Aosta Valley (known as Valle d'Aosta or Val d'Aosta in Italian) is the smallest of Italy's 20 regions and one of the five semi-autonomous regions. It is also the only region that is not divided into provinces.
The Aosta Valley is only a bit larger than Luxembourg. With a population of only 130,000 and 39 inhabitants per km², it is the least populous and least densely populated region of Italy.
Most of the local population are native Italian speakers, but 70% of them can also speak French. There is a Walser German speaking minority in the Lys Valley, and a more widely distributed minority speaking Valdôtain, a form of Franco-Provençal (Arpitan).
Aostan cuisine is robust and simple, based essentially on potatoes, polenta, rye bread, and local cheeses, such as Fontina and Tomme de Gressoney.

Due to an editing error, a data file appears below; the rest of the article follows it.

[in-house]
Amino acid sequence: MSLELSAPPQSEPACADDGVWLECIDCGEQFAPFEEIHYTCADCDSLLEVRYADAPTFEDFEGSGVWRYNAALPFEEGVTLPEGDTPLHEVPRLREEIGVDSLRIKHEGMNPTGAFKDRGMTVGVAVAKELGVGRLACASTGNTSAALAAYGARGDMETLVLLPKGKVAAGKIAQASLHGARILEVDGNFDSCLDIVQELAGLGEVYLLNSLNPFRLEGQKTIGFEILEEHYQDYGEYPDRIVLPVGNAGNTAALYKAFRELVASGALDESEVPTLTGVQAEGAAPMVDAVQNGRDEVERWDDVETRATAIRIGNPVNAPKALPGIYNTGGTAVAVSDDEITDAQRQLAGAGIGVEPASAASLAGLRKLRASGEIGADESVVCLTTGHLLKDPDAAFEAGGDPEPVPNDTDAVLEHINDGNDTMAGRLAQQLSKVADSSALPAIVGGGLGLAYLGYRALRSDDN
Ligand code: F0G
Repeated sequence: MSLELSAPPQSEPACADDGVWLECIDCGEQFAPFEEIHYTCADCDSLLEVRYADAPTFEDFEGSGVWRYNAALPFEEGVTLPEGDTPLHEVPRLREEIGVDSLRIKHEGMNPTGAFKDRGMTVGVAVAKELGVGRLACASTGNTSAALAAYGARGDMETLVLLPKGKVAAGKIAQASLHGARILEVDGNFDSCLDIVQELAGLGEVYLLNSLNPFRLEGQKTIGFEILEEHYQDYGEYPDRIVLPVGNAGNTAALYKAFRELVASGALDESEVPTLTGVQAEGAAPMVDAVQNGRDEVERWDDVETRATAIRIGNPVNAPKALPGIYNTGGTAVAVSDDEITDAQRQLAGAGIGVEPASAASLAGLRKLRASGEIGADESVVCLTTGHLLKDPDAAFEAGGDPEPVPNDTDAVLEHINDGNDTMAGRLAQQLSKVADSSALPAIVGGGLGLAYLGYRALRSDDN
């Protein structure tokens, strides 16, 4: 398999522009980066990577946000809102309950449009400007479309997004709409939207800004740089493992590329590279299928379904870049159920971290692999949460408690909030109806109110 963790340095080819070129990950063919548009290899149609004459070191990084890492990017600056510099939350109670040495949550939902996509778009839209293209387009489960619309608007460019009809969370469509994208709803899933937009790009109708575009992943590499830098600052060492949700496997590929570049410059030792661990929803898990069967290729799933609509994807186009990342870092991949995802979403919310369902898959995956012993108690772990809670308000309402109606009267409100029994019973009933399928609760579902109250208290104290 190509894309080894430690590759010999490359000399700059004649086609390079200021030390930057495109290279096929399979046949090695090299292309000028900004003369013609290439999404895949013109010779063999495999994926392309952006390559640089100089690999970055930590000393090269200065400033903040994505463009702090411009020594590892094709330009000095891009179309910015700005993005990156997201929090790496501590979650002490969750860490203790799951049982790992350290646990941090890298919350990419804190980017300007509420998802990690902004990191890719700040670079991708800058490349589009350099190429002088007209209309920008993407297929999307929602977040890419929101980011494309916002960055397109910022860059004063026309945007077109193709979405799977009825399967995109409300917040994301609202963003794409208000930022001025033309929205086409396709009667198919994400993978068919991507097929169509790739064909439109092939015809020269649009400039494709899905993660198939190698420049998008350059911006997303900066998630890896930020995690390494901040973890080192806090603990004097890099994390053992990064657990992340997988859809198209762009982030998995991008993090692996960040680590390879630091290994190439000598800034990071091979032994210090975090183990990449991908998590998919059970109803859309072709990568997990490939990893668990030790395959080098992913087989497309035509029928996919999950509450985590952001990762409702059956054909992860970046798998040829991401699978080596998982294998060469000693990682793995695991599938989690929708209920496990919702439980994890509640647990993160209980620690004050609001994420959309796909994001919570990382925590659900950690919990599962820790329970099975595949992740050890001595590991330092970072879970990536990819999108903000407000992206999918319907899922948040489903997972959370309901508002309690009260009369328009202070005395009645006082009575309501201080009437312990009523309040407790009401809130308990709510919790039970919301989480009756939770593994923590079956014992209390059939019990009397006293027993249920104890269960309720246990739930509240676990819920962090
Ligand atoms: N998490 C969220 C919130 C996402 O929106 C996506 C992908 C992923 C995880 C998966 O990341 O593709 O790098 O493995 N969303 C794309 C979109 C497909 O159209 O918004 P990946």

Typical dishes include carbonade (beef stew marinated for 12 days with garlic and bacon, then seasoned with white wine, cinnamon, clover, nutmeg, etc.), fricandeau (veal cooked with onions, rosemary and white wine), crêpes à la valdôtaine (crêpes with ham and Fontina cheese), and seupetta à la valpelleunèntse (black bread with green cabbage and Fontina cheese). Savoyard dishes like tartiflette are also common.
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